Borough council's 2015 town centre study found Northampton was underperforming for its size and struggling to attract visitors

A town centre study published three years ago found that Northampton lacked the premium shops to attract visitors and was underperforming for its size and catchment area.

Monday, 23rd July 2018, 4:58 pm
Updated Monday, 23rd July 2018, 11:19 pm
Northampton town centre

A town centre study published three years ago found that Northampton lacked the premium shops to attract visitors and was underperforming for its size and catchment area.

Commissioned by Northampton Borough Council, the study by Peter Brett Associates took place after Primark and Next opened in Grosvenor Centre, and was published in July that year.

Its objective was to help present "policies and strategies to enhance the vitality and viability of the town centre".

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"It is clear that Northampton has been found to be underperforming for the scale of the town and its catchment area," reads the report, which took into account previous studies carried out in the town centre dating from 2008-2012.

"The town centre has experienced significant competition from out-of-centre development and requires further premium comparison retail occupiers in order to attract visitors.

"The town centre retail offer does not align with the local demographics which demonstrate significant spending power amongst local residents."

While assessing the "health" of a town centre the study looked at diversity of shops, proportion of empty street level properties, commercial income of non-domestic properties, customers' views and behaviour, retailer representation and intentions to change representation, commercial rents, pedestrian flows, accessibility, perception of safety and occurrence of crime, and the town centre's environmental quality.

Market research found the most popular reason for a town centre visit was to use personal services (bank, hairdresser, solicitor etc). The second most popular reason was to buy non-food goods like shoes, clothes and jewellery.

A significant amount of visitors (69 per cent) travel to the town centre by car with only eight per cent of people travelling on foot.

Roughly a third of respondents said the main reason to visit the town centre was to use a bank, restaurant or other commercial leisure facilities. Notably, this was higher than the number of people coming primarily to shop.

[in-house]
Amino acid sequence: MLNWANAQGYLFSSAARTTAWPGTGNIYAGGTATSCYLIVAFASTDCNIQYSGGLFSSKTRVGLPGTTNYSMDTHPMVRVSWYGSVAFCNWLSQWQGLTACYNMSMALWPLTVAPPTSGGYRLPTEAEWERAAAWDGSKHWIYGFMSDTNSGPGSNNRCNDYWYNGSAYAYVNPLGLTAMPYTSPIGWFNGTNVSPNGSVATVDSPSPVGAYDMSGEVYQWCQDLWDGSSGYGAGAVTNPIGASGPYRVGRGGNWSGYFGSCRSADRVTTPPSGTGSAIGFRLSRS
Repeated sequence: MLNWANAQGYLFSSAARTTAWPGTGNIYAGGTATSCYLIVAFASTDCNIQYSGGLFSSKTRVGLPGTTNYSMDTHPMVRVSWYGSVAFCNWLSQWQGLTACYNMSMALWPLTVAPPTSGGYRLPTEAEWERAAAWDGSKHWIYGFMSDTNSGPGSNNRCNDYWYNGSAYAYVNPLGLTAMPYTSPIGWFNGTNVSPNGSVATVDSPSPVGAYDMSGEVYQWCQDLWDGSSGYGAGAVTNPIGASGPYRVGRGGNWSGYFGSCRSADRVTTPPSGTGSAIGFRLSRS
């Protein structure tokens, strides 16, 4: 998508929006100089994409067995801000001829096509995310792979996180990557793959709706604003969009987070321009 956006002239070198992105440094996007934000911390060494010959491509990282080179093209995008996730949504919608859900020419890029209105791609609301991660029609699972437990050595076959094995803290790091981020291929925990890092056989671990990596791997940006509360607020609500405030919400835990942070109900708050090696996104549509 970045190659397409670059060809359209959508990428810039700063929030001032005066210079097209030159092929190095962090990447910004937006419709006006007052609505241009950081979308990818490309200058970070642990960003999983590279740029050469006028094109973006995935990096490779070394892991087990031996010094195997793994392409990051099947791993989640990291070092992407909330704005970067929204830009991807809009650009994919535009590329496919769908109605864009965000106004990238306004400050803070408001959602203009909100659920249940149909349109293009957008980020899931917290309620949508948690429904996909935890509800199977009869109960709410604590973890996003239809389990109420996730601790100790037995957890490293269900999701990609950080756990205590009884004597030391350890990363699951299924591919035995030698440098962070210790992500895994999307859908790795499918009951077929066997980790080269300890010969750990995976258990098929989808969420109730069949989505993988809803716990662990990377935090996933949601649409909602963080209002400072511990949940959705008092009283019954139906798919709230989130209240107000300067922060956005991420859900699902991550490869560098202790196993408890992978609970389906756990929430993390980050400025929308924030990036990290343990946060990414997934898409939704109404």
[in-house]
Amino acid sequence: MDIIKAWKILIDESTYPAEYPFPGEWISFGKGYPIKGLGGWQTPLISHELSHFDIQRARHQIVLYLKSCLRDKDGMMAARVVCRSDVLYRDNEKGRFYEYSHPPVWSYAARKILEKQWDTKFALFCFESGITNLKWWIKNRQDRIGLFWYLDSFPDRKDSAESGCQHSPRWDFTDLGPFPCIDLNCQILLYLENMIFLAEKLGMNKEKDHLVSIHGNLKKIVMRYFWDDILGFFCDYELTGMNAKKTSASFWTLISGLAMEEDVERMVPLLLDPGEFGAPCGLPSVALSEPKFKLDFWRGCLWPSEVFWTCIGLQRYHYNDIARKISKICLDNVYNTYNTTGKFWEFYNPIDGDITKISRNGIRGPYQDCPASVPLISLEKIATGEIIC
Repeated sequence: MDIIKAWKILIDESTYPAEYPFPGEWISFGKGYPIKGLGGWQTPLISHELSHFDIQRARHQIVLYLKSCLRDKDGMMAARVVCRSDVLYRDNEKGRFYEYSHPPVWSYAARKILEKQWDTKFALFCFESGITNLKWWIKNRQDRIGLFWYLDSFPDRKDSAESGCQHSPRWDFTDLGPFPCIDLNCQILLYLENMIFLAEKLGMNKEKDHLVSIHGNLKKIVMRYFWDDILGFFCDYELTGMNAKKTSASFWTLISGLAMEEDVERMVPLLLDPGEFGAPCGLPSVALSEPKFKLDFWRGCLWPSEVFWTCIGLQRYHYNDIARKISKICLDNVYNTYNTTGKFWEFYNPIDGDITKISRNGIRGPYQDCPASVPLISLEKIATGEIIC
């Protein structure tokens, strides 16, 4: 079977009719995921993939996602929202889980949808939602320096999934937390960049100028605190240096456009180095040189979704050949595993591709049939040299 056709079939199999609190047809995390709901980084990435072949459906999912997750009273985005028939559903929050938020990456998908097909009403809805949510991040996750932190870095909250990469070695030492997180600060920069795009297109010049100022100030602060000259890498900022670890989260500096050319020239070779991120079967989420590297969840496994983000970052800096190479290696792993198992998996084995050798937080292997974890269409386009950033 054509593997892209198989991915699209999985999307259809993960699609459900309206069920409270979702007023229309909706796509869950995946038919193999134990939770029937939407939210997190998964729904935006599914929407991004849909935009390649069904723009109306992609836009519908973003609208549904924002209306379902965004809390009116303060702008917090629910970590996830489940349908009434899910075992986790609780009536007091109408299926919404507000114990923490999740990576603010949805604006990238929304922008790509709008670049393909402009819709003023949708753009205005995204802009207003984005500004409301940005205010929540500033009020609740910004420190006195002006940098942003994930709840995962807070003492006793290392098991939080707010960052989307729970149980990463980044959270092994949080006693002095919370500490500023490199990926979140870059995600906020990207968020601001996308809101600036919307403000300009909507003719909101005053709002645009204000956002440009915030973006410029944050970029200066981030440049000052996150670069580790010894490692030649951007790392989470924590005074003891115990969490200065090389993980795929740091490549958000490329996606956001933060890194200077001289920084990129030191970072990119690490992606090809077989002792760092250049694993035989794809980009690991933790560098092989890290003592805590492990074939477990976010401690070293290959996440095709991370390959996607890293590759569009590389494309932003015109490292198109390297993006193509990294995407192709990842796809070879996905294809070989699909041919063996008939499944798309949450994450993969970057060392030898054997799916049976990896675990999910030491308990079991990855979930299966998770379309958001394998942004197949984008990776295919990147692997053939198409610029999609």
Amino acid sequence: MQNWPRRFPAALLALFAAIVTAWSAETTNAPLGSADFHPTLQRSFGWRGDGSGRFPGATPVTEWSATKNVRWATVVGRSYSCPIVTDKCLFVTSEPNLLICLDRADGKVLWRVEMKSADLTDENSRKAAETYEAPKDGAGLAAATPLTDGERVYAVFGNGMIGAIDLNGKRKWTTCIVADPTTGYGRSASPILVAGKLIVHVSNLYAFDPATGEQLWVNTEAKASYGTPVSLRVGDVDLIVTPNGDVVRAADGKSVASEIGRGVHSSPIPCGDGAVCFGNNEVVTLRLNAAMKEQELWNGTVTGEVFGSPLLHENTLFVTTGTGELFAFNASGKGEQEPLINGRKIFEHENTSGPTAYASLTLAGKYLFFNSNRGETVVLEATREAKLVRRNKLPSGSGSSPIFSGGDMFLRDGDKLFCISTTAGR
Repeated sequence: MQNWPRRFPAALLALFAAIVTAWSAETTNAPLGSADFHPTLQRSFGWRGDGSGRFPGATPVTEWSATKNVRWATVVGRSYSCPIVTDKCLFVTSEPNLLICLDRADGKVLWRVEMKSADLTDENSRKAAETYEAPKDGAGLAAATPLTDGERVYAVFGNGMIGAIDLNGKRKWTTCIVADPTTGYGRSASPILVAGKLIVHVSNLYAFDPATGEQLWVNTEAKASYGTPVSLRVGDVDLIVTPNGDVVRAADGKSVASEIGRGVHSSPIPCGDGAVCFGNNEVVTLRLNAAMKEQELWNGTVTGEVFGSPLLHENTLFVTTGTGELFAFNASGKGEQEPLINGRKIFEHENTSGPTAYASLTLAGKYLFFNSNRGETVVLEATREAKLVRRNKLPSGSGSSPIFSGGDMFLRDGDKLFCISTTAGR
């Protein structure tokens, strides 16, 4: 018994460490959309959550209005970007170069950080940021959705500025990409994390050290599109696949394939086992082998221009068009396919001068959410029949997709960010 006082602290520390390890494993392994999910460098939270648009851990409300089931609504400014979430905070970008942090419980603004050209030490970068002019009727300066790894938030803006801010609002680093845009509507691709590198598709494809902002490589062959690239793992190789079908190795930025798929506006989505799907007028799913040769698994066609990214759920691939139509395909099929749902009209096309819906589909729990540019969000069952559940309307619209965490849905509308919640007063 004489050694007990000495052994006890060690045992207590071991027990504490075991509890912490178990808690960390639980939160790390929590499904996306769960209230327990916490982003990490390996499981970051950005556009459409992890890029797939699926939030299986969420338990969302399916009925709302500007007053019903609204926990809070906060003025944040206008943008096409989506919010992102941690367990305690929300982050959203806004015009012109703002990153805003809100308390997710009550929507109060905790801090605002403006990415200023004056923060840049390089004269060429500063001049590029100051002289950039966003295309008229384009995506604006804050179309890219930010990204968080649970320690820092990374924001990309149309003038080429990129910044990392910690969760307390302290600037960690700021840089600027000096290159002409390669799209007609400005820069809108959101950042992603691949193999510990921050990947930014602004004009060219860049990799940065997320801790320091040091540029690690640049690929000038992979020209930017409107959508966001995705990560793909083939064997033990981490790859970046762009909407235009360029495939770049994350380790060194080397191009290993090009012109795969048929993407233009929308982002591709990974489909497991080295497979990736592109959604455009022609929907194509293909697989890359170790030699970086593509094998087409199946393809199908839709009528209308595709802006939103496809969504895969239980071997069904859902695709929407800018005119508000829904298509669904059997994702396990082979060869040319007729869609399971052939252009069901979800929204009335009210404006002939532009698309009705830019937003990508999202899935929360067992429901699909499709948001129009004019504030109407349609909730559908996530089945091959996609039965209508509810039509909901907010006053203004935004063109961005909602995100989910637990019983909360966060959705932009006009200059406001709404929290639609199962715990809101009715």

Regular shoppers only visit the town monthly or less frequently.

The main reason for liking the town centre was that visitors found it convenient to access and appreciate its historic character while the main reason for disliking it was its “run-down” appearance.

Almost half said they never visited the town centre in the evening, with those that did mainly doing so to eat out.

People were also happy with the car park locations, the quality of the train station, the amount of pedestrianisation and the ease of movement around the town centre on foot.

The key areas for improvement were the cleanliness of the town centre and an improved range and quality of stores, including independent shops.

Three years on from the borough council-commissioned report, the Chron ran its own town centre survey and the results echo the findings of the 2015 study.

People still want to see an improvement in the cleanliness of the town centre and a better range of stores to fulfil shopping needs.

Meanwhile, independent retailers were held in high regard by those who answered our poll. The top five phrases used in 954 responses were “personal service”, “customer service”, “more personal”, “something different” and “better service”.

We asked you how frequently you visited shops in the centre and the most popular answer was once a month - 23.6 per cent - similar to the 2015 study.